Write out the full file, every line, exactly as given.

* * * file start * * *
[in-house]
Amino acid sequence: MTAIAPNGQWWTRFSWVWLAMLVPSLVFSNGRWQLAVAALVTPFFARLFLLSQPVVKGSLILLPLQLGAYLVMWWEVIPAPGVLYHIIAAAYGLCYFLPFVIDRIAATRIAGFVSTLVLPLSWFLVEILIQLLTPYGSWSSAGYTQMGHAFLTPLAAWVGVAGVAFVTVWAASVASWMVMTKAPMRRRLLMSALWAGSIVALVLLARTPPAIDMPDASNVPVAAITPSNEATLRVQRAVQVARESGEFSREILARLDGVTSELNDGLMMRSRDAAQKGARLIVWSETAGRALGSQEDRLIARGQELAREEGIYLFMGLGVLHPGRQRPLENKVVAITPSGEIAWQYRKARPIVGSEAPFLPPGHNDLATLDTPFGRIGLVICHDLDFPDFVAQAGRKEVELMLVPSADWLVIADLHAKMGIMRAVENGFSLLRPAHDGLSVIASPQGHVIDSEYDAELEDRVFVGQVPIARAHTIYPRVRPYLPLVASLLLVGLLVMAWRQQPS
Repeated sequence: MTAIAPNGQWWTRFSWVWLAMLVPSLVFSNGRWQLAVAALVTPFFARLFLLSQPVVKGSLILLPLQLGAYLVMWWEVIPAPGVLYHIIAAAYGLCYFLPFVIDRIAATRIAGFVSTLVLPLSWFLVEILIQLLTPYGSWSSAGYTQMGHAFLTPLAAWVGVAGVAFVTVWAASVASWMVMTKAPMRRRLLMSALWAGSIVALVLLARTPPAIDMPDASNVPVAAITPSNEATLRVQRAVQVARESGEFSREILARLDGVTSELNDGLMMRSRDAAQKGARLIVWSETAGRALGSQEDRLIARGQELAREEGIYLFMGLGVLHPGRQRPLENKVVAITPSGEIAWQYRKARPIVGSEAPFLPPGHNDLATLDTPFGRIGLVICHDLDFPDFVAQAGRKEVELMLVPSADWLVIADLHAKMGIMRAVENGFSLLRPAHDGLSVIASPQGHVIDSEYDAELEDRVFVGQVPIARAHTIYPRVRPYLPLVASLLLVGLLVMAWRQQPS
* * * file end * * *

[in-house]
Amino acid sequence: MTAIAPNGQWWTRFSWVWLAMLVPSLVFSNGRWQLAVAALVTPFFARLFLLSQPVVKGSLILLPLQLGAYLVMWWEVIPAPGVLYHIIAAAYGLCYFLPFVIDRIAATRIAGFVSTLVLPLSWFLVEILIQLLTPYGSWSSAGYTQMGHAFLTPLAAWVGVAGVAFVTVWAASVASWMVMTKAPMRRRLLMSALWAGSIVALVLLARTPPAIDMPDASNVPVAAITPSNEATLRVQRAVQVARESGEFSREILARLDGVTSELNDGLMMRSRDAAQKGARLIVWSETAGRALGSQEDRLIARGQELAREEGIYLFMGLGVLHPGRQRPLENKVVAITPSGEIAWQYRKARPIVGSEAPFLPPGHNDLATLDTPFGRIGLVICHDLDFPDFVAQAGRKEVELMLVPSADWLVIADLHAKMGIMRAVENGFSLLRPAHDGLSVIASPQGHVIDSEYDAELEDRVFVGQVPIARAHTIYPRVRPYLPLVASLLLVGLLVMAWRQQPS
Repeated sequence: MTAIAPNGQWWTRFSWVWLAMLVPSLVFSNGRWQLAVAALVTPFFARLFLLSQPVVKGSLILLPLQLGAYLVMWWEVIPAPGVLYHIIAAAYGLCYFLPFVIDRIAATRIAGFVSTLVLPLSWFLVEILIQLLTPYGSWSSAGYTQMGHAFLTPLAAWVGVAGVAFVTVWAASVASWMVMTKAPMRRRLLMSALWAGSIVALVLLARTPPAIDMPDASNVPVAAITPSNEATLRVQRAVQVARESGEFSREILARLDGVTSELNDGLMMRSRDAAQKGARLIVWSETAGRALGSQEDRLIARGQELAREEGIYLFMGLGVLHPGRQRPLENKVVAITPSGEIAWQYRKARPIVGSEAPFLPPGHNDLATLDTPFGRIGLVICHDLDFPDFVAQAGRKEVELMLVPSADWLVIADLHAKMGIMRAVENGFSLLRPAHDGLSVIASPQGHVIDSEYDAELEDRVFVGQVPIARAHTIYPRVRPYLPLVASLLLVGLLVMAWRQQPS